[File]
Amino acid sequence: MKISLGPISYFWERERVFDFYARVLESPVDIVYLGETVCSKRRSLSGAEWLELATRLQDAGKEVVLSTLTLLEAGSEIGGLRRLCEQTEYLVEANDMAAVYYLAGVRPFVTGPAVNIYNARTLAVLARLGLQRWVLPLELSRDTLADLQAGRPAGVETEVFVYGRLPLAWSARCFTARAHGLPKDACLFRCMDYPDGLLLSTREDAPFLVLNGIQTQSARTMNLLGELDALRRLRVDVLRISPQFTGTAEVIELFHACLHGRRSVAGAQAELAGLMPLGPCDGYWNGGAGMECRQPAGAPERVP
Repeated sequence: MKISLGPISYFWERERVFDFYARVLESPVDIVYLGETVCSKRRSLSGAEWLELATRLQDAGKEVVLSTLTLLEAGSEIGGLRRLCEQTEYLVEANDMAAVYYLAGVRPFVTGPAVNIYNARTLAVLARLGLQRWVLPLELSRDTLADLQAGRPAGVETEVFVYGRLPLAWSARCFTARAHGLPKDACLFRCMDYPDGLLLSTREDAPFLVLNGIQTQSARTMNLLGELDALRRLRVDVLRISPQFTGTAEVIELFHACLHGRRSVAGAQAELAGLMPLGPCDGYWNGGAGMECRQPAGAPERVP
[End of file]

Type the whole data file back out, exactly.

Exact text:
Amino acid sequence: MKISLGPISYFWERERVFDFYARVLESPVDIVYLGETVCSKRRSLSGAEWLELATRLQDAGKEVVLSTLTLLEAGSEIGGLRRLCEQTEYLVEANDMAAVYYLAGVRPFVTGPAVNIYNARTLAVLARLGLQRWVLPLELSRDTLADLQAGRPAGVETEVFVYGRLPLAWSARCFTARAHGLPKDACLFRCMDYPDGLLLSTREDAPFLVLNGIQTQSARTMNLLGELDALRRLRVDVLRISPQFTGTAEVIELFHACLHGRRSVAGAQAELAGLMPLGPCDGYWNGGAGMECRQPAGAPERVP
Repeated sequence: MKISLGPISYFWERERVFDFYARVLESPVDIVYLGETVCSKRRSLSGAEWLELATRLQDAGKEVVLSTLTLLEAGSEIGGLRRLCEQTEYLVEANDMAAVYYLAGVRPFVTGPAVNIYNARTLAVLARLGLQRWVLPLELSRDTLADLQAGRPAGVETEVFVYGRLPLAWSARCFTARAHGLPKDACLFRCMDYPDGLLLSTREDAPFLVLNGIQTQSARTMNLLGELDALRRLRVDVLRISPQFTGTAEVIELFHACLHGRRSVAGAQAELAGLMPLGPCDGYWNGGAGMECRQPAGAPERVP